Cary, NC — This morning, renowned economist and Reynolds Distinguished Professor, Dr. Michael Walden presented his economic forecast for 2021 to hundreds of Cary Chamber members virtually.
Compared to his last Cary Chamber presentation in April 2020 on what he calls the “mandated recession” brought on by COVID-19, today’s predictions were a bit more optimistic and geared toward recovery in the region, the state and the U.S.
Job Base Roughly 95% Back in NC
April was the worst month for job losses in 2020 when Walden says “the hammer came down.” Since then, from May 2020 through today, jobs have grown each month on the national and state levels with the best trending month being June 2020.
“The bottom line here is that we have made progress,” said Walden. “In fact, if you look at the percentage of jobs that we have now in North Carolina compared to the job base that we had in Februray 2020, just before the COVID recession, we’re around 95% back.”
Here in the Triangle, the percentage of jobs added into the market from September through November 2020 beat the numbers seen at the North Carolina and national levels. The numbers for December and January are not tallied up yet, but Walden expects to see a halt in this progress from a resurgence of the virus.
Sectors Hit Hardest Deepen Income Inequality
The two biggest job-losing sectors in the United States last year (determined by a decline in economic activity and loss of jobs) were Hospitality & Leisure and Personal Services. This encompasses barbers, salons, fitness studios, restaurants, hotels and the travel industry.
“In April when we had the most devastating part of the COVID-19 recession hit us, the Hospitality & Leisure sector lost almost half of its jobs—unprecedented. I’ve never seen that in any previous recession for any sector,” said Walden.
The sectors retaining the most jobs were Financial Services, Construction and Government. Two big helping factors were that each sector was deemed essential and could continue remotely for the most part.
A key point to the “winners” and “losers” metaphor from Walden was that the majority of jobs lost were low-paying while the majority of retained jobs were high paying. Because of this, Walden warns that this pandemic-induced recession has exacerbated an already important issue — rising income inequality.
“That’s something I think we’re going to have to be worried about on the other side of this recession,” he said.
NC in Better Shape Than Most States, GDP Rebounding Strong
Walden called it correctly back in April 2020 when he predicted that North Carolina would come back fairly strong.
One way Walden backs this up is the $1 billion+ rainy day fund NC had built up before the pandemic. A second indicator is that, due to no new budget being passed by the governor and general assembly, the government continues to operate on last year’s budget and is underspending relative to revenues in recent months.
“The state controller estimates North Carolina’s got about $4 billion in the bank that we’ve not allocated or targeted for spending. So, we’re in much better shape than many other states,” said Walden.
Walden predicts a positive, continued rise in North Carolina’s GDP, with a full recovery in the third quarter of 2021.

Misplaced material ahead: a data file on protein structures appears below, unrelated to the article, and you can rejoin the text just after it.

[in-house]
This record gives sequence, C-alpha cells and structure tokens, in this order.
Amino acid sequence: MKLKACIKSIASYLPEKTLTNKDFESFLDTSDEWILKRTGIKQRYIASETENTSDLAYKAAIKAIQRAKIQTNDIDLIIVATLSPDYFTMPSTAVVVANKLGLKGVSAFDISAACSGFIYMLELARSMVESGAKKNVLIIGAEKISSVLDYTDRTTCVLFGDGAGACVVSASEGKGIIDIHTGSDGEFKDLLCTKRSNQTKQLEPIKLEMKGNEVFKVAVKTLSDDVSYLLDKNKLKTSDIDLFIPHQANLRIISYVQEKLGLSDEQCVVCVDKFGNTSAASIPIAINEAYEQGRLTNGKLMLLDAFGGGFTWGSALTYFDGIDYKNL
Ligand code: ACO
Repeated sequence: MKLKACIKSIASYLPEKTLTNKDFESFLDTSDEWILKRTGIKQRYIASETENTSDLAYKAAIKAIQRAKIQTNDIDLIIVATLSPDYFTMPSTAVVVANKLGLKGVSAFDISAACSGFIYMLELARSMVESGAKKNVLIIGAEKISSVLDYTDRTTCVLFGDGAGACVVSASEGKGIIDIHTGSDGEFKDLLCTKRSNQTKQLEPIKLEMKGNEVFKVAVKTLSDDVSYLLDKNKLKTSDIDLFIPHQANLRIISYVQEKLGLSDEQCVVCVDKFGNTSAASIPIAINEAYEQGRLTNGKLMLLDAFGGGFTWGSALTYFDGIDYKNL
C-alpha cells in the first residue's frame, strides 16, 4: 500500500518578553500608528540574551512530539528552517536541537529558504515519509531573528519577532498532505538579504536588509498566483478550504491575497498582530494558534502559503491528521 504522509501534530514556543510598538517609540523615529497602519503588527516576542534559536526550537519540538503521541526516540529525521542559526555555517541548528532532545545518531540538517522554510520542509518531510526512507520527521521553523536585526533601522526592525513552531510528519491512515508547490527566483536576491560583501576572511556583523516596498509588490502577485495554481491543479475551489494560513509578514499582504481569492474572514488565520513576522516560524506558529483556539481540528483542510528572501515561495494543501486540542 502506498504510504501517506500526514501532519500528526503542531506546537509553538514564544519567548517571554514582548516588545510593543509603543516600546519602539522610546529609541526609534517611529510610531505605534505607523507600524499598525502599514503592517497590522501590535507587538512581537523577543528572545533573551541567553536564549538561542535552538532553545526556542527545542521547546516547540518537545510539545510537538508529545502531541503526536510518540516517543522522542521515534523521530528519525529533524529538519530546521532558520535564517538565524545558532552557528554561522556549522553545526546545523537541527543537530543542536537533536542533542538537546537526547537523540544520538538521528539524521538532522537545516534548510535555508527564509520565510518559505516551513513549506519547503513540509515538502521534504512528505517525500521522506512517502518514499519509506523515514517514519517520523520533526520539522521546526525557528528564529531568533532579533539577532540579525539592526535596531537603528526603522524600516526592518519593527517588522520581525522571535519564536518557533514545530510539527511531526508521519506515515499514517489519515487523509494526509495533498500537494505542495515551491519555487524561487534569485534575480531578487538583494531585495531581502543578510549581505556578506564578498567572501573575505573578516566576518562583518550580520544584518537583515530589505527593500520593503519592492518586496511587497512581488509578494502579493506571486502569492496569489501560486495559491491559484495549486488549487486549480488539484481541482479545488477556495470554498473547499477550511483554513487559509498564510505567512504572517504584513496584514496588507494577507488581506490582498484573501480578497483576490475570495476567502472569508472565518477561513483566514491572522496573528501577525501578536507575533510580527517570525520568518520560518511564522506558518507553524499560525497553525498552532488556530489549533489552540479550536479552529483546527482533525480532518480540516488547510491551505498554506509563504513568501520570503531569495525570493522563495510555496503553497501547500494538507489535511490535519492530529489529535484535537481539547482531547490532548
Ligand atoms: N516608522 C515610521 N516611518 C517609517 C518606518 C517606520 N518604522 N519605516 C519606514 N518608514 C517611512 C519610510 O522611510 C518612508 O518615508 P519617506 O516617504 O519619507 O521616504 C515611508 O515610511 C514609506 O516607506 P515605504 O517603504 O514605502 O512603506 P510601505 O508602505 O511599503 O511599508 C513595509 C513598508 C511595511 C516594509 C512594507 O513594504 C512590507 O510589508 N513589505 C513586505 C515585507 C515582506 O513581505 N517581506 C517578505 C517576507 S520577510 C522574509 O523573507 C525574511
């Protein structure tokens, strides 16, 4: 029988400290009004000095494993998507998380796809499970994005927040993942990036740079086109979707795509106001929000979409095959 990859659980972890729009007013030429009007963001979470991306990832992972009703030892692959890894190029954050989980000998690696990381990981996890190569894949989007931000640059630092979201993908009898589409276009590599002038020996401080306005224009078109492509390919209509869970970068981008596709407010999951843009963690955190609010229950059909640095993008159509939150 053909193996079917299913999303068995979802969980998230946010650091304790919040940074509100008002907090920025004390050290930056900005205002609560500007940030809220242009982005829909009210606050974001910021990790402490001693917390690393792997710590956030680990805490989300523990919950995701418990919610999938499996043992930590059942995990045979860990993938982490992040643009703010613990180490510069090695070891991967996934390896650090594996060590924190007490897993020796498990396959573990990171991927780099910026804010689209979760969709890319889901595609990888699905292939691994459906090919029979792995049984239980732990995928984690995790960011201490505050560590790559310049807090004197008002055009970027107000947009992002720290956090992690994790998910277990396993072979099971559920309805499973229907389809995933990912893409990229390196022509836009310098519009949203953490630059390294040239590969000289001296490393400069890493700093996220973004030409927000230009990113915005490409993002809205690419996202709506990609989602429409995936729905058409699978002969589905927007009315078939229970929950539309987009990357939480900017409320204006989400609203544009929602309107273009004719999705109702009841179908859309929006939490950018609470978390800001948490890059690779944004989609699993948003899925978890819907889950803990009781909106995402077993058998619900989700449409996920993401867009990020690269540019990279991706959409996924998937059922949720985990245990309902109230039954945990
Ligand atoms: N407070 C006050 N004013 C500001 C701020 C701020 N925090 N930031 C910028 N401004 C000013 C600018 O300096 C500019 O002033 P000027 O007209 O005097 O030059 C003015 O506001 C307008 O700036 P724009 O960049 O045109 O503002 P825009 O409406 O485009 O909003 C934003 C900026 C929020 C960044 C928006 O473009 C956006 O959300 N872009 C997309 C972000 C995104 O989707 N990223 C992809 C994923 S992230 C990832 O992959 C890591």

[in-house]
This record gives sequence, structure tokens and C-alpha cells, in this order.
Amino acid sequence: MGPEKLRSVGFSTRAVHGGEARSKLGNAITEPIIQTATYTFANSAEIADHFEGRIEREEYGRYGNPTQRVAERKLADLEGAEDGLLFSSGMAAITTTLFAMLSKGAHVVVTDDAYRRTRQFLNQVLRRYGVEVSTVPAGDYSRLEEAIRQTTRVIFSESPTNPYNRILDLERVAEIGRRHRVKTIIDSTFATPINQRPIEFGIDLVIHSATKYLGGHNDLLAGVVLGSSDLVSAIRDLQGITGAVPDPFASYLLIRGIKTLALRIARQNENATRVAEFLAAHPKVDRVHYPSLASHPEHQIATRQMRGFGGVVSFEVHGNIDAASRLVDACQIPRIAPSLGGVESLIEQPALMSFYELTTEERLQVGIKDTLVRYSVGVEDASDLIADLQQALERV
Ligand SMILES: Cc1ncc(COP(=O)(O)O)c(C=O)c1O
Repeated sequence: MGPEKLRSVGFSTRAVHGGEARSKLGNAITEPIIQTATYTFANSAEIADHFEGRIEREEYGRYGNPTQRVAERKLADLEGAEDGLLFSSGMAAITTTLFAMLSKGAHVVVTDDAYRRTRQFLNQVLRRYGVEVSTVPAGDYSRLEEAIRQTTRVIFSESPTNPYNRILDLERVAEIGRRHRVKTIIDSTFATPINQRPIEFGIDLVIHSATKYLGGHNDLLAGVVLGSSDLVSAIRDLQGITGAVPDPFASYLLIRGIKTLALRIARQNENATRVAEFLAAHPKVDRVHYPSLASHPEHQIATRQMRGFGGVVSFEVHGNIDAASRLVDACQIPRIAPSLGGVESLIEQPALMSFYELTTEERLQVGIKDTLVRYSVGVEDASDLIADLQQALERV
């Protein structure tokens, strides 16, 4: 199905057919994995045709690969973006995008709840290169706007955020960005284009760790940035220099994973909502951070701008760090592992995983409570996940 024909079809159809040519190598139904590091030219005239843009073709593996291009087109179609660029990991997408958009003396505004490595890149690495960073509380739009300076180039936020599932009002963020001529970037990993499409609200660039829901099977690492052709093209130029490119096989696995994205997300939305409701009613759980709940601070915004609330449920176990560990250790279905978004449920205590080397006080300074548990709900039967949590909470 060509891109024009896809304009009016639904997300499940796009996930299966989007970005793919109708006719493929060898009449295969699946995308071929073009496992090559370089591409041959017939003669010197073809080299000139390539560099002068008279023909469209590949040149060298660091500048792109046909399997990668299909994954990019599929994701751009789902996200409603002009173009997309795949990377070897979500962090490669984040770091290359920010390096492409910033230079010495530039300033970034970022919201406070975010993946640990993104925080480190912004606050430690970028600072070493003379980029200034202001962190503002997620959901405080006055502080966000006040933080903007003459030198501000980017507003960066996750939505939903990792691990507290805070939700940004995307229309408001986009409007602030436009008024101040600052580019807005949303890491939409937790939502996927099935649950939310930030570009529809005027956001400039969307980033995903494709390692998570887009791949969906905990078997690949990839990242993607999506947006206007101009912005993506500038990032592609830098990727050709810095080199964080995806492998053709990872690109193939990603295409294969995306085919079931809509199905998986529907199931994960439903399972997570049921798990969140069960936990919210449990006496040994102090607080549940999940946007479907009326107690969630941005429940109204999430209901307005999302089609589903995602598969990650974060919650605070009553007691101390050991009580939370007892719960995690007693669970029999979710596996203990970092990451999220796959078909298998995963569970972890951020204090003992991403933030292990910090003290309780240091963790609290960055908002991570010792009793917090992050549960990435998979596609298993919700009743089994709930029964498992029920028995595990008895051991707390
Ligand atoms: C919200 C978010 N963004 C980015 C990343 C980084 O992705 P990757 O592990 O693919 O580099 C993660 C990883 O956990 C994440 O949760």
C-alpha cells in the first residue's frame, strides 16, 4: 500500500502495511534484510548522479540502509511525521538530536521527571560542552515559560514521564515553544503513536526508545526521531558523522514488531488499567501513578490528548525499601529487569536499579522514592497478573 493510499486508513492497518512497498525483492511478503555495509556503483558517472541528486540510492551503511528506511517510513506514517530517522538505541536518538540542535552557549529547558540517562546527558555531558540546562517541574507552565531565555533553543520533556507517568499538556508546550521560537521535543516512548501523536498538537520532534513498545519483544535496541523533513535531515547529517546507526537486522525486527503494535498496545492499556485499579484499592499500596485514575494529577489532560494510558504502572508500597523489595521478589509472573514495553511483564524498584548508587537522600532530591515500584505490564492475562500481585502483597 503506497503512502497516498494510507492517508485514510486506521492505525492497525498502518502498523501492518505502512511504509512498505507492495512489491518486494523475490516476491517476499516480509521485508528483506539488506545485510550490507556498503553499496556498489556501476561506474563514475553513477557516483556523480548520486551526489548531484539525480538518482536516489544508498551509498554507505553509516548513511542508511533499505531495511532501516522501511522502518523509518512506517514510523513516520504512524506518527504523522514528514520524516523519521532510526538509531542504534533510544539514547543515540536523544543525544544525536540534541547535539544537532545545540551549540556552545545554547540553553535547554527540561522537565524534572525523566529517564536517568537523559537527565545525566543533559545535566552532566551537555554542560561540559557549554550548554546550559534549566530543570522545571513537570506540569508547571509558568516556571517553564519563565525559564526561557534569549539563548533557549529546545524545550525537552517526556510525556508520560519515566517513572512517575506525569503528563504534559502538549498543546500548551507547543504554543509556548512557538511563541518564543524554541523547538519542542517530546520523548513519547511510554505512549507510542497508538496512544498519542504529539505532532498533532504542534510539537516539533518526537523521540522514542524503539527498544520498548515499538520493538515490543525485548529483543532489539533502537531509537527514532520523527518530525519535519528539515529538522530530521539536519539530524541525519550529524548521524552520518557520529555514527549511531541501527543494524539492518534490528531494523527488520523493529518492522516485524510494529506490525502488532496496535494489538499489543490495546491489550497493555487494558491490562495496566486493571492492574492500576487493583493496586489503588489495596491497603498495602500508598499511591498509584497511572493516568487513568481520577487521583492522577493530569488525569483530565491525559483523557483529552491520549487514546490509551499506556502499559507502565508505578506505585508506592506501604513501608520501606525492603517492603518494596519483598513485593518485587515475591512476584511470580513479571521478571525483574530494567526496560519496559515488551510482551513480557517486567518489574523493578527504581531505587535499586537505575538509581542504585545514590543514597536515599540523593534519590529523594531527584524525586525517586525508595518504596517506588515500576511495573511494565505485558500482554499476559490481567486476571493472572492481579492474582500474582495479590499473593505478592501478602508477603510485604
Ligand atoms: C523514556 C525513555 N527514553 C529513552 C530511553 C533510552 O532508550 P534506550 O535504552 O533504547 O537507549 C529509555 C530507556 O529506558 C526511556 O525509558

“This doesn’t mean that we didn’t suffer during the recession. Clearly, we lost a lot of growth, but in terms of getting our economy back to the size it was, I think we’ll be there toward the end of the year,” said Walden.
For unemployment rates, however, he’s not as optimistic about.
According to his projections, the state will not return to its pre-pandemic unemployment rate of 3.8% for several years. The lowest unemployment rate he predicts is 5.4%, which he doesn’t anticipate until 2023. Why? Largely because of changes in the way of the remote, distanced workforce.
Trends: Domestic Supply Chains, Robots & Tele-Everything
World trade has been curtailed during this time due to fear of transmission, especially with China in the beginning since the virus originated there. To reduce the country’s reliance on foreign suppliers, Walden foresees continued importance in domestic supply chains in the U.S. This is particularly true of key products such as medical PPE.
Additionally, Walden believes there will be more labor disruptions, including a trend of technological unemployment in the battle between having humans or machines doing particular types of jobs. As of now, robots are already cleaning hotel rooms and even working in food processing plants. Not too far off the horizon will be drone-delivered goods.
Lastly, Walden hit on the trend of the rebuilding of education, medical visits and jobs to be transitioned online. Before the pandemic, roughly 8% of Americans worked from home compared to the 40% who do now.
2020: “A Pivotal Year in Social Economic Development”
Walden summed up 2020 as a year we’re all happy to see go, but it was also pivotal in that it’s accelerated a lot of trends and made several permanent changes to the U.S. and local economies. Walden left meeting participants with this final prediction:
“My guess is when the Biden administration submits their first budget, there’s going to be more money in that budget for trying to watch the development of viruses,” said Walden. “I think we want to spend more money in trying to detect those and I would not be surprised to see a proposal to try to elevate our activities in this to a cabinet-level department.”
Story by Ashley Kairis. Images screen captured from the live Cary Chamber event.
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